​​​​​​Image of Riyad Elbard
Riyad Elbard, a Thalassemia Major patient, receives monthly blood transfusions at UHN. (Photo: Riyad Elbard)

Donating blood is a matter of life and death for Riyad Elbard.

Riyad, 48, has required monthly blood transfusions virtually his entire life. He was diagnosed with thalassemia major before his first birthday and has been transfusion-dependant since the diagnosis. Riyad requires four units of blood every four weeks.

"When you donate blood, you're providing great humanitarian support for other people and it's a great cause, especially now that many aspects of healthcare rely more and more on blood transfusions and blood products," says Riyad of the sixth Annual South Central Ontario Hospital Challenge.

The challenge is a friendly competition where hospital staff from 20 participating hospitals compete to donate the most blood.

UHN staff compete for highest number of blood donations

The goal of the challenge, organized by Canadian Blood Services (CBS), is to raise blood donations and awareness of the importance of doing so among hospital staff. UHN is eight weeks into the challenge, which began on June 1. It ends on July 31.​

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The 20 participating hospitals have so far reached 50 per cent of their goal, with 500 units of blood raised.

UHN staff account for 177 units of the blood donated to date.

"It's great to see people in all parts of the community donating blood," says Riyad. "Having people working in health care donate certainly makes us patients feel that there's a personal touch to our treatment."

Image of Hadel Kaniky  
Hadel Kaniky was born with Sickle Cell disease, a red blood cell disorder. She began requiring regular transfusions three years ago. (Photo: UHN News)

"I have seen better quality of life for patients."

Hadel Kaniky, 41, was born with Sickle Cell D​isease and started receiving blood transfusions in 2012. She now comes into UHN every three weeks to receive two units of blood.​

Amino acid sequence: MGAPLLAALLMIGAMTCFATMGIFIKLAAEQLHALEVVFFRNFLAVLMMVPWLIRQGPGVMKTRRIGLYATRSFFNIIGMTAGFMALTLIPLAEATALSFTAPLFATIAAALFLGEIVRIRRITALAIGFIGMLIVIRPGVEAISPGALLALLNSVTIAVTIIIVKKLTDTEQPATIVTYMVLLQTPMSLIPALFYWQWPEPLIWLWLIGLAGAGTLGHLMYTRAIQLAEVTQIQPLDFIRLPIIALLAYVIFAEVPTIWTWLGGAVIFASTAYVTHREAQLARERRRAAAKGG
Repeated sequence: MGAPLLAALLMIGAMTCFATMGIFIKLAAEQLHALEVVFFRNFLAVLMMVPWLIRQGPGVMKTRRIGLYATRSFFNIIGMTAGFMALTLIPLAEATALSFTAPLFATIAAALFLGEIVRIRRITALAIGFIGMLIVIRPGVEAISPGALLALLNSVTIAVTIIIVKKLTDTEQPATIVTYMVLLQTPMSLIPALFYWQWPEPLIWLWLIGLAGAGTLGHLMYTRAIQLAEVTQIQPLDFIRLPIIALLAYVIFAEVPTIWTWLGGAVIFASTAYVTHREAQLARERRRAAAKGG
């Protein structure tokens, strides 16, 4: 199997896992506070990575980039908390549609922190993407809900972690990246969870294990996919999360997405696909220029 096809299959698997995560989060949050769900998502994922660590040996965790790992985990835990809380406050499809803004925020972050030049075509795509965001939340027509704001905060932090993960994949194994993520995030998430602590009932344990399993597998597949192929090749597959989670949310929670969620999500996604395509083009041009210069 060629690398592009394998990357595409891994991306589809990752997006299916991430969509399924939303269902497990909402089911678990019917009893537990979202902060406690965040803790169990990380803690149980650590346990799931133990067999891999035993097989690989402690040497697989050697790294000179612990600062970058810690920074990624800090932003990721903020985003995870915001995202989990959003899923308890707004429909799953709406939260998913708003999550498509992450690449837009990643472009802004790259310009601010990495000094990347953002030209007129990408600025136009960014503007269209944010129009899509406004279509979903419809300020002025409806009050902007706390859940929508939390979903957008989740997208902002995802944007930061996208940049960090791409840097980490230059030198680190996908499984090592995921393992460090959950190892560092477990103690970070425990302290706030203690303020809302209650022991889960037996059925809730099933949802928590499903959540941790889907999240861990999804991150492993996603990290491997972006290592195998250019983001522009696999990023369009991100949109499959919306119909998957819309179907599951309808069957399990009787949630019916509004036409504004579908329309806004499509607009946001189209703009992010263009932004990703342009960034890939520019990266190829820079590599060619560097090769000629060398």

Hadel requires blood transfusions to prevent blockages of blood vessels. This is a major concern for patients with Sickle Cell, a red blood cell disorder with symptoms including severe chronic pain, fatigue and slower growth development.

"When transfusions work, we see dramatic changes happen for our patients," says Heather Gordon, a social worker for UHN's Red Blood Cell Disorders Clinic. "I have seen better quality of life for patients. They are more alert, engaged and active in the community."

This year's challenge competitors include all four of UHN's hospitals and 16 other hospitals in South Central Ontario.

How to help

  1. Register at the CBS website by clicking "Register as a Member Online." Enter your personal information and your employing hospital's Partner For Life (PFL) ID number and then click "Finish." The UHN hospitals' PFL ID numbers are:

    1. Princess Margaret – PRIN010907
    2. Toronto General – UNIV011216
    3. Toronto Western – TORO011007
    4. Toronto Rehab – TORO013276
  2. Call 1-888-2-DONATE or visit www.blood.ca and make an appointment at your nearest blood clinic.

In order for the blood donation to count towards the Hospital Challenge, donating parties (employees) must register and identify their hospital's PFL ID number, as instructed above, before donating.

If employees have donated any time from January 2015 onwards without providing their hospital's PFL ID number, they can retroactively make it count towards this challenge by simply completing the above-outlined online registration form.​

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